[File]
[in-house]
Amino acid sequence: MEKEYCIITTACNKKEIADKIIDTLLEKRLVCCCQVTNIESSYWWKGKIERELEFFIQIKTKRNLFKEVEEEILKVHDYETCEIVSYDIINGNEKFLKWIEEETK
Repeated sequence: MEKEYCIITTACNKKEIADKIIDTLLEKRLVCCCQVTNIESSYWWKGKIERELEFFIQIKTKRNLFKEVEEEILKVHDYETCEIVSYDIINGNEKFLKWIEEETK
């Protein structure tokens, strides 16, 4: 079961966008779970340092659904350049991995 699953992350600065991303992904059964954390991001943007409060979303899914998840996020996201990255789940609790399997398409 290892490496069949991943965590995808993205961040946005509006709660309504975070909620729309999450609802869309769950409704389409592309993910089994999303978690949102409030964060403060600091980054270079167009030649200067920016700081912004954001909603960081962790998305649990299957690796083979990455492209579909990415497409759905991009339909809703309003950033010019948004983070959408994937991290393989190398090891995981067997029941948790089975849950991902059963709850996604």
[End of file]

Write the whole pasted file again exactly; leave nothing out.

[in-house]
Amino acid sequence: MEKEYCIITTACNKKEIADKIIDTLLEKRLVCCCQVTNIESSYWWKGKIERELEFFIQIKTKRNLFKEVEEEILKVHDYETCEIVSYDIINGNEKFLKWIEEETK
Repeated sequence: MEKEYCIITTACNKKEIADKIIDTLLEKRLVCCCQVTNIESSYWWKGKIERELEFFIQIKTKRNLFKEVEEEILKVHDYETCEIVSYDIINGNEKFLKWIEEETK
């Protein structure tokens, strides 16, 4: 079961966008779970340092659904350049991995 699953992350600065991303992904059964954390991001943007409060979303899914998840996020996201990255789940609790399997398409 290892490496069949991943965590995808993205961040946005509006709660309504975070909620729309999450609802869309769950409704389409592309993910089994999303978690949102409030964060403060600091980054270079167009030649200067920016700081912004954001909603960081962790998305649990299957690796083979990455492209579909990415497409759905991009339909809703309003950033010019948004983070959408994937991290393989190398090891995981067997029941948790089975849950991902059963709850996604």